by Phillip Luke Sinitiere
I'm not a big moviegoer, but I do watch movies. And, the nerd that I am, I've seen my fair share of documentaries. Always thinking about how to incorporate films clips and media into my classes, on occasion I've used clips of Michael Moore documentaries, segments that often create great discussion.
So, when I heard Moore interviewed last week on Democracy Now! about his latest flick, Capitalism: A Love Story (in theaters this week), my ears perked up when the interviewers addressed the way he incorporates religion in his film. Today I read a review of Moore's film in Political Affairs Magazine, and further peaking my interest the reviewer noted where religion fit into Moore's story:
Raised a Catholic, Moore spares no time in ripping the role of the Catholic church. In Capitalism, he puts the obvious question: what would Christ do with all the greed in the world? He answered that question by showing a more positive picture of the church which played a good role in supporting the historical worker sit-in at the Republic Windows and Doors plant in Chicago. After receiving billions in Wall Street bailout money, the Bank of America refused to extend credit to the owners of that factory, forcing it to close down and lay off the union workers without paying contracted wage and health care benefits. The workers occupied the plant and convinced even President Obama to condemn Bank of America's actions. Within days, the money was released and the owners of the factory agreed to pay what they owed to the workers. Eventually the factory was sold to a California "green energy" company that agreed to rehire the laid-off workers. In addition, Moore paints a positive picture of the liberation theology still held by many in the Catholic leadership in the city of Detroit.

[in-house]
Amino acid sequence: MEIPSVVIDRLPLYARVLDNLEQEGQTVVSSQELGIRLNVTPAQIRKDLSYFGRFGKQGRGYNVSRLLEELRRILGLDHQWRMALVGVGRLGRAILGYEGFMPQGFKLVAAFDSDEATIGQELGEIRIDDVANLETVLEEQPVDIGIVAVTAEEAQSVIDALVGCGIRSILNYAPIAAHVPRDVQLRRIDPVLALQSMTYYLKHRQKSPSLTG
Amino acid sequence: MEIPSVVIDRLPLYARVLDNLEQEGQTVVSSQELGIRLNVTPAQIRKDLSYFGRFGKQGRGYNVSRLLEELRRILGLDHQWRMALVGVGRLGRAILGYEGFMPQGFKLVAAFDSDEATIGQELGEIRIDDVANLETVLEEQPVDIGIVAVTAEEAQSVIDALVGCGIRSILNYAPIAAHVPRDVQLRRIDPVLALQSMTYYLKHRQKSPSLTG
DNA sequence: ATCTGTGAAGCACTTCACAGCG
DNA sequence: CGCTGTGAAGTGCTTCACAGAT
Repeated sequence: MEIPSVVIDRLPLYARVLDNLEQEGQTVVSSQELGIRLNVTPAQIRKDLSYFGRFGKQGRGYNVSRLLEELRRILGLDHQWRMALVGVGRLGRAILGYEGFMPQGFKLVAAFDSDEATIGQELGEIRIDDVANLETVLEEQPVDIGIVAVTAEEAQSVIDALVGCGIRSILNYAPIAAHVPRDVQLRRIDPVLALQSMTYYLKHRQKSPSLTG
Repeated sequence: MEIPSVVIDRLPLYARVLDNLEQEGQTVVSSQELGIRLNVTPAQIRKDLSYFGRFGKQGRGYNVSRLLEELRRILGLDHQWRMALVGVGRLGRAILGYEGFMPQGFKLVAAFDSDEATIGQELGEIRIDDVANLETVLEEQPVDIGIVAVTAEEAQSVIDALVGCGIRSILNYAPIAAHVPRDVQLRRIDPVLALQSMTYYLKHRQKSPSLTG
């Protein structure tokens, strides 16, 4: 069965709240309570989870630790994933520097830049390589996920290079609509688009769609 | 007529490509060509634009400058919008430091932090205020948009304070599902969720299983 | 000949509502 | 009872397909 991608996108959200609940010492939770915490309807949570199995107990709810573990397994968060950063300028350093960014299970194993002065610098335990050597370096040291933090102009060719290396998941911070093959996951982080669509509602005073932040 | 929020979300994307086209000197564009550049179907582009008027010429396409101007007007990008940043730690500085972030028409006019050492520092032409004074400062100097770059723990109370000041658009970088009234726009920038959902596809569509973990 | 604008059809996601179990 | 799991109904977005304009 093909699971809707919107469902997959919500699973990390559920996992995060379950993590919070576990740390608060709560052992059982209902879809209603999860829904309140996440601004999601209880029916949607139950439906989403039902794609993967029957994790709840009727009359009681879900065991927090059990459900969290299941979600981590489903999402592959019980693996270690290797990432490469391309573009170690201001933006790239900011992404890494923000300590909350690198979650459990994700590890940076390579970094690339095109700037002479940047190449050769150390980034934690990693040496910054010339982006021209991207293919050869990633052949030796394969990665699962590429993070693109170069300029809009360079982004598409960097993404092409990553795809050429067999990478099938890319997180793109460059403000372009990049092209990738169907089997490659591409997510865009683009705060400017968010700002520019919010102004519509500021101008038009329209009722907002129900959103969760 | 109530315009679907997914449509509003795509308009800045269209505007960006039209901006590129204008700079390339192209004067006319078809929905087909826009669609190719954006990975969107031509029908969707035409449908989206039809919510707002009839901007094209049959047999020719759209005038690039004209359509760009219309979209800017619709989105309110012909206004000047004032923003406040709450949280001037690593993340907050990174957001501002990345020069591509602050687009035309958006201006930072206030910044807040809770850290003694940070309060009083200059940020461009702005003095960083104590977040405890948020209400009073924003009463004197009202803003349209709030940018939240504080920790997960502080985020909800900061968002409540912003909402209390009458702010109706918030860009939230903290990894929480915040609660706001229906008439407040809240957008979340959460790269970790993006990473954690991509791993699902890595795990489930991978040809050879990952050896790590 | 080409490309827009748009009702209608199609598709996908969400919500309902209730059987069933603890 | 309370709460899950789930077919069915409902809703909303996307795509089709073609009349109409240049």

I have not seen Capitalism: A Love Story yet, but from all that I've read, Moore emphasizes that religion is a private matter (read another interview here). But with its presence in the film he makes the discussion public. One might suggest that in a certain way Moore is reframing the age-old question (and marketing gimmick), "What Would Jesus Do?" This is all interesting stuff for scholars of American religion, and I'm planning to incorporate this aspect of Moore's film later this fall in my American religion class.
I wonder if those whose specialties are religion and class (or, for that matter, religion and film and religion and healing) might chime in on these topics, as well as readers in the blogsophere who have seen the film? Or, with a nod to teaching, perhaps readers might share teaching experiences and strategies as to how we incorporate religion and class into American religion courses?